CLEVELAND — The Chicago Cubs will have to deal with Corey Kluber again sooner rather than later.

Indians manager Terry Francona indicated Wednesday that the Cleveland ace will start Saturday’s Game 4 of the World Series in Chicago on short rest.

Kluber will work on three-days rest after he dazzled in pitching the Indians to a Game 1 win Tuesday. The 30-year-old right-hander worked six shutout innings and set an Indians’ World Series record with nine strikeouts.

Kluber was removed after Ben Zobrist’s lead-off single in the seventh inning. He threw 88 pitches.

“Part of taking him out then was with that in mind, that you start getting deeper into the game, and if they mount a rally, getting out of that, you’re really exerting,” Francona said. “You’re up around 100 or so, I think that’s unfair to ask him to come back after doing that.

“So we got him out of there. … He knew why, and he’s ready to go.”

Kluber has been fabulous in four postseason starts. He is 3-1 with a 0.74 ERA. That includes 29 strikeouts in 24.1 innings.

His one loss came on short rest. He was good, not great, as he allowed two runs on four hits in five innings at Toronto in Game 4 of the American League Championship Series.

Moving Kluber up means the rest of the rotation will move up and pitch on short rest, too. Game 2 starter Trevor Bauer would pitch Game 5, Game 3 starter Josh Tomlin would go in Game 6 and Kluber would come back for Game 7 if necessary. Of course, with how the Indians season has gone, that could change.

The Cubs hope that seeing Kluber again will lead to more success than the four hits they got off him Tuesday.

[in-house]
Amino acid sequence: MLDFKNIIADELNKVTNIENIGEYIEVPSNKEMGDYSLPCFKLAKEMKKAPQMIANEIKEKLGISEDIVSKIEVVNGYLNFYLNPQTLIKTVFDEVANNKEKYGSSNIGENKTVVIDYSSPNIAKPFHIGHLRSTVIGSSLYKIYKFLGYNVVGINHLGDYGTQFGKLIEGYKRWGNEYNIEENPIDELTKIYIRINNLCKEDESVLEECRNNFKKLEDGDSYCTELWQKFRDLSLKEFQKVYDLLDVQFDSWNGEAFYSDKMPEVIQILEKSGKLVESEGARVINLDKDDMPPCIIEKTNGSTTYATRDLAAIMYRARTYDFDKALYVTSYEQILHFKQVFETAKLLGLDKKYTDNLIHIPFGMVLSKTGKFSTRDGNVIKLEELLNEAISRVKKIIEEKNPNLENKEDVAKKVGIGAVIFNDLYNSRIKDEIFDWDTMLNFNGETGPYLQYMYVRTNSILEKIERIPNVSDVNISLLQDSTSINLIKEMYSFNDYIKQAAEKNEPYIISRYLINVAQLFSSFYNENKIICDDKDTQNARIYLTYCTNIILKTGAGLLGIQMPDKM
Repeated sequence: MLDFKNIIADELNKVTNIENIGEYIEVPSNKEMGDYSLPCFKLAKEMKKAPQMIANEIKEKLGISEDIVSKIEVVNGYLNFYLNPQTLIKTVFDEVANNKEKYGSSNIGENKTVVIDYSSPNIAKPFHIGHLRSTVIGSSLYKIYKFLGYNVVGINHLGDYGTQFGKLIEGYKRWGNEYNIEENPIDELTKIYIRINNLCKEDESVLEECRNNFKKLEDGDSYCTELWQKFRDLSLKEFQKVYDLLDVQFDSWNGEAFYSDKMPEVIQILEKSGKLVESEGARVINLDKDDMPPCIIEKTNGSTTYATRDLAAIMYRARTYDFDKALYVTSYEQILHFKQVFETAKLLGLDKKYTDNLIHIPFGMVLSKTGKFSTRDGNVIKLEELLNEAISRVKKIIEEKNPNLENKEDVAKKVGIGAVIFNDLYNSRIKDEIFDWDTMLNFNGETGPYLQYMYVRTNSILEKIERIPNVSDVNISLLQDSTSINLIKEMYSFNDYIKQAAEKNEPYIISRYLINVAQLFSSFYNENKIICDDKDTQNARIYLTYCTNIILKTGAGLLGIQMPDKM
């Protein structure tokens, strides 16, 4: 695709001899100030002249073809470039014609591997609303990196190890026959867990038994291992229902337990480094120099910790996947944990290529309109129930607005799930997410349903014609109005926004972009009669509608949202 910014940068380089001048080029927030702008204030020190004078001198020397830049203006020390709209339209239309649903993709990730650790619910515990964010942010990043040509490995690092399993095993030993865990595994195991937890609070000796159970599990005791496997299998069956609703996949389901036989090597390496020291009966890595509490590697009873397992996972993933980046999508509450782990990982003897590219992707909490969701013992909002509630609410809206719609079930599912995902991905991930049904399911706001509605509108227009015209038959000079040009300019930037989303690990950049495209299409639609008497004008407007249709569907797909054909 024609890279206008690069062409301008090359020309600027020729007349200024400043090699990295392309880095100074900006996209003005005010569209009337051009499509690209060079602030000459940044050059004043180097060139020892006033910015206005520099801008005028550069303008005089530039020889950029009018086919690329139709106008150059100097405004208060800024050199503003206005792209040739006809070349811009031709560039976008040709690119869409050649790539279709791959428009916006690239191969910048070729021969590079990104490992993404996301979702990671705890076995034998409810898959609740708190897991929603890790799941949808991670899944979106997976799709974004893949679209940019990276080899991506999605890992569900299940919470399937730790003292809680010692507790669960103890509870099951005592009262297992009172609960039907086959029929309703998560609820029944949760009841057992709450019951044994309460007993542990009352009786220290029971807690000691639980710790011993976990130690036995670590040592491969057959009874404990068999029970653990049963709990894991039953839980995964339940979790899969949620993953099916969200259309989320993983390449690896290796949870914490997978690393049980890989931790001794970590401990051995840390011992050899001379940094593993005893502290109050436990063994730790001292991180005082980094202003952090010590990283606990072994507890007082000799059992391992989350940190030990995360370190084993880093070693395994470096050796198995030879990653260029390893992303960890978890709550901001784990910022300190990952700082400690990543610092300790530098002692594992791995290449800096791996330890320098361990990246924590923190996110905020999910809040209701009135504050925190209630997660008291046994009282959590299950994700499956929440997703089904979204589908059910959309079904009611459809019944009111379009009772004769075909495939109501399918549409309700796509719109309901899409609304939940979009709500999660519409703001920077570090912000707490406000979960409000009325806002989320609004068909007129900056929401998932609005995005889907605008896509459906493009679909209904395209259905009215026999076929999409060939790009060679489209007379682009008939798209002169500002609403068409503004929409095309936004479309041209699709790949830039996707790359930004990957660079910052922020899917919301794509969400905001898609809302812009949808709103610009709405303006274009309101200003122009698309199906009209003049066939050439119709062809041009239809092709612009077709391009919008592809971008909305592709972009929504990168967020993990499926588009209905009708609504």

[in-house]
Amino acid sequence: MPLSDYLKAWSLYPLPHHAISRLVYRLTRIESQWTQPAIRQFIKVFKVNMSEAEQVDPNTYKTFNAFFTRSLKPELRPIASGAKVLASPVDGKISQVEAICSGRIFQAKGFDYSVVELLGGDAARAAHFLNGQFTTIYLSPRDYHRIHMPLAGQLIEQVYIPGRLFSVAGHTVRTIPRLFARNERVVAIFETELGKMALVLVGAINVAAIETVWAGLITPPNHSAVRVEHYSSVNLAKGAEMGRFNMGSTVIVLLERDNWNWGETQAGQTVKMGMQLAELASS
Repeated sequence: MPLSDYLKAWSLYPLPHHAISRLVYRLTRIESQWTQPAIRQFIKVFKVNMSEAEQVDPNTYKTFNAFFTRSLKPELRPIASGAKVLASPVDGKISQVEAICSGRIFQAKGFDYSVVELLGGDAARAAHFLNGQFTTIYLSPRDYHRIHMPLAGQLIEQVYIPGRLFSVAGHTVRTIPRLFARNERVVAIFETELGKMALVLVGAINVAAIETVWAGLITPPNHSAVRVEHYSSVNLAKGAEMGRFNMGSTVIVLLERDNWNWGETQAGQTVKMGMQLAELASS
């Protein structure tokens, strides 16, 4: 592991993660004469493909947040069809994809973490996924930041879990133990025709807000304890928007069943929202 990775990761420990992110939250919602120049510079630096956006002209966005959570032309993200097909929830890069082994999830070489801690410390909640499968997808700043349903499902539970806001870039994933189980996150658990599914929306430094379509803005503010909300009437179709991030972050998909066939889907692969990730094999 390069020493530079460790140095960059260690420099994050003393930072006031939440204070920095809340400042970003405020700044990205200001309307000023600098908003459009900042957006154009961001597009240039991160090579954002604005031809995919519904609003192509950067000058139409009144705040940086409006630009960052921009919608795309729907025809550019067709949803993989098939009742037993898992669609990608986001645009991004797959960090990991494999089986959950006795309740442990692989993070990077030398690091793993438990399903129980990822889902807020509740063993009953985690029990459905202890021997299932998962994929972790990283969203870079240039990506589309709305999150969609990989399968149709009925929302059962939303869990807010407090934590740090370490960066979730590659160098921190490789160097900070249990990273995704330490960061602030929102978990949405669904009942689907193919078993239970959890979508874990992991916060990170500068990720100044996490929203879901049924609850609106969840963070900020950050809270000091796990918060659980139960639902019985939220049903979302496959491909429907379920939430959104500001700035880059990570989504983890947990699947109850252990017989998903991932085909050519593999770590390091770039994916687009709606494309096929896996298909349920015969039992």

“I think it’s huge rhythm-wise, you start getting the feel for their rhythm a little bit better and the way their pitches move,” Zobrist said. “When you haven’t seen a guy for a long time, sometimes it can be tough.”

Mother Nature’s wrath
Game 2’s start time was moved up an hour to 7:08 p.m. because of the threat of bad weather.
Cubs manager Joe Maddon knows all about the impact the elements can have on World Series games.

He was managing the Rays in 2008 when they faced the Phillies in the Fall Classic. Game 5 was suspended in the sixth inning and not completed until two days later because of horrible conditions in the Philadelphia area.

“The game in Philadelphia was pretty severe,” Maddon said. “I don’t think it’s going to be Philadelphia-like weather conditions tonight. That game was very awkward to play. The rain was horizontal. It was freezing. There was actually standing water on the field. They wouldn’t even call an infield fly rule because the win was blowing so much. It was really an abnormally difficult night to play baseball.”

Said Zobrist, who played for the Rays then, “I remember watching B.J. Upton run around the bases and splashes of water coming up next to his feet. … It was one of the worst conditions I’ve ever seen a baseball game played in at the time.”

The Rays, who already were checked out of their hotel with the intention of flying back to Tampa Bay, had to scramble for somewhere to stay when Game 5 was suspended. They found a place in Wilmington, Del.

“I remember at 1 in the morning, the entire organization is standing in this magnificent lobby there,” Maddon said, “and I thought that was a pretty cool moment having us all there at the same time under some really difficult circumstances.”